Could a Road Funding Boost be a Big Win for Transit too?

We’ve all heard it endlessly for the past year and longer: “Fix the damn roads!!”

Governor Whitmer is committed to doing just that, with no dodges, slight-of-hand, or gimmicks. Fixing Michigan’s roads will cost $2.5 billion, so she’s proposed a 45-cent gas tax increase to achieve that, while also moving education funds back to education and saving money for many seniors and low income workers.

But did you know that proposal would also invest transit!?!

Within the Governor’s proposal, 3% of new revenue would be for “key transit, rail, and mobility projects across the state.” If implemented, that would mean an extra $38 million a year for transit projects, which is no chump change!

That’s why we strongly support the Governor’s proposal as an essential investment in our state’s infrastructure.

That said, the proposal needs two improvements:

  1. 10% for Transit!

While 3% is a start, it’s far short of the 8-10% transit investment that’s been the norm for for more than 60 years. And that’s still not been enough.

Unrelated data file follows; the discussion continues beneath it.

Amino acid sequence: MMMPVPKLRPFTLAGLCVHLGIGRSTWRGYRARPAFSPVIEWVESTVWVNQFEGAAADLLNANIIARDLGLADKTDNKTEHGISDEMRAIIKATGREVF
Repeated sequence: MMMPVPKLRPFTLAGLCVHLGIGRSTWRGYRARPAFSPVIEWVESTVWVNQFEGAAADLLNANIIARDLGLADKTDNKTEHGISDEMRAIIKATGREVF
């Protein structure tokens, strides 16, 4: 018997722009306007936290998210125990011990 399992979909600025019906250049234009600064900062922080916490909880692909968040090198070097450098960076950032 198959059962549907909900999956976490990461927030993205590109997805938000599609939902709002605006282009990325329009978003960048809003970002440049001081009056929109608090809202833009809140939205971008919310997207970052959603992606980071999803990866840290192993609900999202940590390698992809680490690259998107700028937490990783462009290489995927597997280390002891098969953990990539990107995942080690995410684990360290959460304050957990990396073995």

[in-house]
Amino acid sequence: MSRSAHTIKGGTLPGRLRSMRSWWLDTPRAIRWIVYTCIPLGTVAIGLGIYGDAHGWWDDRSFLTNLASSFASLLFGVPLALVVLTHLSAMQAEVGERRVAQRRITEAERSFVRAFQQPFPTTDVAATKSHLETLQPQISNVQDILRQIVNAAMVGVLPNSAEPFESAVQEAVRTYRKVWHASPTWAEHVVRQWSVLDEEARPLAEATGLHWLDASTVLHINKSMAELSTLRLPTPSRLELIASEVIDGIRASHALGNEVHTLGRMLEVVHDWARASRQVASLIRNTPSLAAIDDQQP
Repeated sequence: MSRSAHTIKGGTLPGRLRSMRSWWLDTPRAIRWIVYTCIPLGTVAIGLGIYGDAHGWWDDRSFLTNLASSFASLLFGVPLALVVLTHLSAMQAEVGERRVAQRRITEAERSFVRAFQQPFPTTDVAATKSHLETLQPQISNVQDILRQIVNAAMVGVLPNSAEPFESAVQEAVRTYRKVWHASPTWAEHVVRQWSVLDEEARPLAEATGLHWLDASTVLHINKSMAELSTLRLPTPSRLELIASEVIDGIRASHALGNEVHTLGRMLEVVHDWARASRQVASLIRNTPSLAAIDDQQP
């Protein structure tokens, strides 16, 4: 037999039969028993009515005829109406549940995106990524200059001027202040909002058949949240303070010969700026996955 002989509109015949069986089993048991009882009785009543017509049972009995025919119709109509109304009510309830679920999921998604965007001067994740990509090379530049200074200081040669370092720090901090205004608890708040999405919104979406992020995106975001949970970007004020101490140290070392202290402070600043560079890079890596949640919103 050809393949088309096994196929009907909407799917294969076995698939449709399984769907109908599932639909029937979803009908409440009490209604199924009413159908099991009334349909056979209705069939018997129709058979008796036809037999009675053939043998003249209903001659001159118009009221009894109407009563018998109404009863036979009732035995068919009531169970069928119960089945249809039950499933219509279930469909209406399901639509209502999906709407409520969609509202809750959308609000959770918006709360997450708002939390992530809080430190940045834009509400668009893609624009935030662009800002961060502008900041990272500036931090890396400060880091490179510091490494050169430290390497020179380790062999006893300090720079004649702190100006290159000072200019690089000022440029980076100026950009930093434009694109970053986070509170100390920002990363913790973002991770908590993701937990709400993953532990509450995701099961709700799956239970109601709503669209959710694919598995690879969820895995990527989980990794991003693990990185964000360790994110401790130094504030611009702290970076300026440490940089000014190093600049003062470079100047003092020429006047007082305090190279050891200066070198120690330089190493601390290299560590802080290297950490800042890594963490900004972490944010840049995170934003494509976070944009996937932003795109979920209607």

While Michigan has certainly under-invested in road maintenance, it’s under-investment in transit has been even more extreme. Many Michigan roads may be in poor shape, but many parts of Michigan are completely inaccessible to people who can’t drive.

Also, fixing the roads is a bare minimum that must be done, but won’t attract new businesses or talented professionals the way a world-class transit system could.

To truly build a great future, Michigan leaders must commit that fully 10% of all transportation dollars be invested in transit, rail, walkability, and other forms of mobility.

2. Fix-It-First, Don’t Widen.

One major reason Michigan can’t afford to maintain our road network is that we’ve built so much. Southeast Michigan’s population has barely changed in the past forty years, yet our road miles and developed land have nearly doubled. We can’t afford to keep sprawling.

Michigan leaders must commit – in written law – that new road dollars will go solely to repairing and maintaining existing roads, not to new or wider roads.

With these two changes, the Governor’s proposal would be Michigan’s greatest investment in transit in decades, and enable transit agencies across Michigan to provide more access, more frequently, to more places. That’s a future we can be proud of!